By: Emily Hirsch, MS, RD
Bringing new life into this world is no easy task. Pregnancy can trigger an onslaught of various uncomfortable conditions from heartburn to aches and pains.
Joint pain is a common condition among pregnant women which can sometimes be felt throughout the body. Not only is joint pain uncomfortable, but it can limit mobility and ultimately affect the quality of one’s life.
Common Joint Pain Areas in Pregnancy
While your body may ache all over during pregnancy, there are certain areas that are more prone to joint pain than others.
One of the most common areas of joint pain for pregnant women is the lower back. Your growing uterus can alter your center of gravity while weakening your abdominal muscles which can lead to an aching back.
Another common area of joint pain in pregnancy is the hips. During pregnancy, your body releases hormones that allow your ligaments to relax.
As a result, the ligaments and joints in your pelvis begin to loosen, increasing flexibility, allowing the baby to eventually move through your pelvis when labor strikes. The loosening of these ligaments can create pain throughout your hips.
Gaining weight around your hips is common during pregnancy. This added weight increases stress on your bones and joints, causing pain when you walk, sit, or even when you sleep.
Other causes of hip pain may include increased pressure on your sciatic nerve. There are two nerves in your body that run from your lower back to your feet. Your growing uterus puts increasing pressure on these nerves which can lead to sciatica.
Sciatica is the pain, numbness, or a tingling sensation in the buttocks, hips, and thighs as a result of sciatic nerve stress.
Due to increased weight, changes in gait, and differences in sitting and resting, some women may also experience knee pain during pregnancy.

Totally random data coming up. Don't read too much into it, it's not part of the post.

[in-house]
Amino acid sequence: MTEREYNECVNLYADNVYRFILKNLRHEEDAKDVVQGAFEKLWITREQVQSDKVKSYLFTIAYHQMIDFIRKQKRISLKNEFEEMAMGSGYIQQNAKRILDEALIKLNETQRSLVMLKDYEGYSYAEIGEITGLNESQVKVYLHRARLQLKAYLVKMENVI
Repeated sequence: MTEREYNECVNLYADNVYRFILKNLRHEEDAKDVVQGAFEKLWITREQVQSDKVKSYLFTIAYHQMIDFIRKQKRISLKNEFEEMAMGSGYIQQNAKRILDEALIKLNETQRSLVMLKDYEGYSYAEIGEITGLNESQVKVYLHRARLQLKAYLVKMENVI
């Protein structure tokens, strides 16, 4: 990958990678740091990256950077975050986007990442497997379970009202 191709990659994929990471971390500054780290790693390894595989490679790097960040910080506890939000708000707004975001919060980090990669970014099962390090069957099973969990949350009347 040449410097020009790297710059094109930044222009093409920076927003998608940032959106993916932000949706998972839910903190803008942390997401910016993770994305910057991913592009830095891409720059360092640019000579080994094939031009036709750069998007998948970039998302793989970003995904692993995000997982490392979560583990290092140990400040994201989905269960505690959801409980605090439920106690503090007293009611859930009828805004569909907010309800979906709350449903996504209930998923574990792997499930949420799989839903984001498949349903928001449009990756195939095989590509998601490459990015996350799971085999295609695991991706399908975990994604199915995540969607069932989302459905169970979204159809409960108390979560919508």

The hormones released during pregnancy not only relax the ligaments in the pelvic area, but they can also relax and loosen other ligaments and tendons, including those around the knees. This can result in shifting of the kneecap which can lead to pain and discomfort.
While some of this pain is inevitable, collagen supplements during pregnancy might be able to help.
What is Collagen?
Collagen, often referred to as the body’s scaffolding is the most abundant protein in your body. Collagen is the building block of your skin, muscles, tendons, and ligaments, and is responsible for healthy joints and skin elasticity.
Collagen supports the structural component of cartilage. The cartilage in your body acts as a shock absorber in joints. Therefore, collagen plays an essential role in keeping joints healthy and flexible.
Types of Collagen in the Body
There are many different types of collagen; however, the 3 main types of collagen found in the body are type I, II, III.
Type I collagen accounts for 90% of your body’s collagen. This type of collagen provides structure to your skin, tendons, cartilage, tissue, bones, and teeth.
Type II collagen is found mostly in your found in cartilage, allowing “springiness” while cushioning the stress on joints.
Type III collagen supports the structure of muscles, organs, and arteries, and bone marrow.
Benefits of Collagen on Joint Health
Collagen has gained a lot of traction as a nutritional supplement due to its ability to naturally alleviate joint pain and discomfort.
The most common collagen supplements are those that are hydrolyzed, meaning the collagen has been partially broken down, making it easier for your body to absorb.
Research shows that collagen supplements may prompt your body to produce more collagen, which can reduce joint inflammation and ease discomfort and pain.
A 2021 study explored the efficacy of collagen peptides on knee joint discomfort in young, active adults. Researchers found that collagen peptides derived from type I collagen led to a significantly higher reduction of exercise-induced knee pain.